7. Do you have any touring or show plans for the future? The only definite show is a release concert for our upcoming release, which is all TBA. Regarding tours: we are very interested in all offers. We wanted to do something this year but nothing really came out of it, so next year we would really love to finally get to some foreign stages. Bookers and promoters, feel free to contact us!
8.Currently you are signed to Code 666, how did you get in contact with this label and how would you describe the support they have given you so far? That's quite simple. We sent them (among some other labels) a rough mix of some songs from Sem Skugginn and they wanted to hear the final product. When the album was fully mastered and ready they loved it, so they offered us a deal which we agreed to. We have been happy with the cooperation so far, getting some support not really contract-bound like the Ice Volcano T-shirts. The only bump in our relationship has been the mix-up with the tracks on the first pressing of Sem Skugginn, but that's a mistake that could not be traced to anyone in particular. Besides, that will be compensated, and we don't like dwelling in the past.
9.On a worldwide level how has the feedback been to your music by fans of black metal? Mainly positive, from what I have seen. We don't try to create music for any specific crowd. We definitely have some songs which are hard to label as black metal (e.g. Hol, Stillt), while other songs undoubtedly have elements that would appeal to black metal fans (take Myrkrasalir for example, or Svartir Himnar).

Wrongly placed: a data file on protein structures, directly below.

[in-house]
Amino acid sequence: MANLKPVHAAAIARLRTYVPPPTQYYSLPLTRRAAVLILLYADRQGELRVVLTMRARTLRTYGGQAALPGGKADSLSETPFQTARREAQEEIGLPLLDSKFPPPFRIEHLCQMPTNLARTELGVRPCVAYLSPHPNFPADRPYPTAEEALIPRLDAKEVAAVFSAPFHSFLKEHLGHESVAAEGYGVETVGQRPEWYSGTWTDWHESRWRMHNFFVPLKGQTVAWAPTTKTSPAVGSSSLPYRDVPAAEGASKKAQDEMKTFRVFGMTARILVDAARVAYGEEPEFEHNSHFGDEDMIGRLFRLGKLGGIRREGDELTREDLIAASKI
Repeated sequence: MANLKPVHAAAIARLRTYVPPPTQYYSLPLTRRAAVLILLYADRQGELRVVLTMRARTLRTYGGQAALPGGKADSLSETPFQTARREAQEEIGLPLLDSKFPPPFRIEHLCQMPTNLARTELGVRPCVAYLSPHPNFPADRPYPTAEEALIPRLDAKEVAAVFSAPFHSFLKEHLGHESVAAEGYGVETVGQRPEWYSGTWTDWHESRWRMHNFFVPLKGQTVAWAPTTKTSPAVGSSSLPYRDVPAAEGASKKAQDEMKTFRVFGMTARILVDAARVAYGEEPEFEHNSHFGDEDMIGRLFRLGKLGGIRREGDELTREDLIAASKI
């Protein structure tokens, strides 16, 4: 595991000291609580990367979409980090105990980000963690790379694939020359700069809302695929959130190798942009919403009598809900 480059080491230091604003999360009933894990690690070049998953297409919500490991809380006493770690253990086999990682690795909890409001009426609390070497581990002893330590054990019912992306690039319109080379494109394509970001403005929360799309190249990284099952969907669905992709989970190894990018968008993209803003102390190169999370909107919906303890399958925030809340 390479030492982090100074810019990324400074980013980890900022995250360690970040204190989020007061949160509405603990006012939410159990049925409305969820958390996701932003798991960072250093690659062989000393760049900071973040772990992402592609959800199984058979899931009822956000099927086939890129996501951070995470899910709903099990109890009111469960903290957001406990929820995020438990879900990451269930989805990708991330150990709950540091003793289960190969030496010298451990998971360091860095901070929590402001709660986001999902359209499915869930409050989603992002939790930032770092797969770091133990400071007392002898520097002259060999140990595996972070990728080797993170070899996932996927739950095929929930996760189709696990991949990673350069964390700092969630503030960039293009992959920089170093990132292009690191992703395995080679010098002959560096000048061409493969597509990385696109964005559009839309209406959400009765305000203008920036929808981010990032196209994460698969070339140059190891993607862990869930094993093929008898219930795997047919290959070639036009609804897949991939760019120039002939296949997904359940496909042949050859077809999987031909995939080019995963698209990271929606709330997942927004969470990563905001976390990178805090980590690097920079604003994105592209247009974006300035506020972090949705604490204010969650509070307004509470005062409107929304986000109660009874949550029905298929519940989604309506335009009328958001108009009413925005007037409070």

10. What direction do you see your music heading into on future releases? Atmospheric. It's all about dynamics and feel, while still maintaining the balls that drive 'metal' into the description. We have shown on previous releases that we don't take different genres as something sacred or black and white. From our point of view, Sigur Rós can easily flirt with Darkthrone.
11.What are some of the bands or musical styles that have influenced your music and also what are you listening to nowadays? We are very diligent checking out all kinds of music, but our roots lie in the more darker realms of heavy metal. What has mostly influenced our music is a mixture of bands of different genres; doom metal, black metal, post-rock, death metal. Some of our all-time favourites include Woods of Desolation, Nyktalgia, Sólstafir, Sigur Rós, Autopsy, Austere, Burzum, This Will Destroy You, Death, and dozens, hundreds more...
12.Outside of music what are some of your interests? Reading books, watching movies, playing video games. Mathematics have always fascinated me personally, which is why I'm studying it at university. History and contemporary events are also in my range of interests.
13.Any final words or thoughts before we wrap up this interview? Imagine a steel ball the size of the Earth. Suppose every million years, a little fly sits on the steel ball for a few seconds, then flies away. By the time the fly has worn the steel ball down to a speck of dust... eternity has yet not taken the first steps of its lifetime. This is our significance. This is what Dynfari represents.